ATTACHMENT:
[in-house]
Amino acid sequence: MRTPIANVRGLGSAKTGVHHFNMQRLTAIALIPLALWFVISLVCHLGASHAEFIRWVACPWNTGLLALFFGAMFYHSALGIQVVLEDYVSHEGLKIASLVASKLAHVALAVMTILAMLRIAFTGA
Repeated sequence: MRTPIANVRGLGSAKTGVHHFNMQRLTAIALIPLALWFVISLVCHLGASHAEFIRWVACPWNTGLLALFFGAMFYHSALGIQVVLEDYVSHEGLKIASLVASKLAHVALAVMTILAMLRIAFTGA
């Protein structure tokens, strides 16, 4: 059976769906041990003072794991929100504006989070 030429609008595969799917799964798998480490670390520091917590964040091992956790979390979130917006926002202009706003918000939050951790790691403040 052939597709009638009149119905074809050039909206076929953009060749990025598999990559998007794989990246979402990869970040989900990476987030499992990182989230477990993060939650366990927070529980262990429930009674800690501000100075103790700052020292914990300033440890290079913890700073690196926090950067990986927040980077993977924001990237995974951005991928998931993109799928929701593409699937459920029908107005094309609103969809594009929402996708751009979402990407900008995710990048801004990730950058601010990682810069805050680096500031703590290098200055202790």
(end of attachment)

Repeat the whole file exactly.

[in-house]
Amino acid sequence: MRTPIANVRGLGSAKTGVHHFNMQRLTAIALIPLALWFVISLVCHLGASHAEFIRWVACPWNTGLLALFFGAMFYHSALGIQVVLEDYVSHEGLKIASLVASKLAHVALAVMTILAMLRIAFTGA
Repeated sequence: MRTPIANVRGLGSAKTGVHHFNMQRLTAIALIPLALWFVISLVCHLGASHAEFIRWVACPWNTGLLALFFGAMFYHSALGIQVVLEDYVSHEGLKIASLVASKLAHVALAVMTILAMLRIAFTGA
């Protein structure tokens, strides 16, 4: 059976769906041990003072794991929100504006989070 030429609008595969799917799964798998480490670390520091917590964040091992956790979390979130917006926002202009706003918000939050951790790691403040 052939597709009638009149119905074809050039909206076929953009060749990025598999990559998007794989990246979402990869970040989900990476987030499992990182989230477990993060939650366990927070529980262990429930009674800690501000100075103790700052020292914990300033440890290079913890700073690196926090950067990986927040980077993977924001990237995974951005991928998931993109799928929701593409699937459920029908107005094309609103969809594009929402996708751009979402990407900008995710990048801004990730950058601010990682810069805050680096500031703590290098200055202790």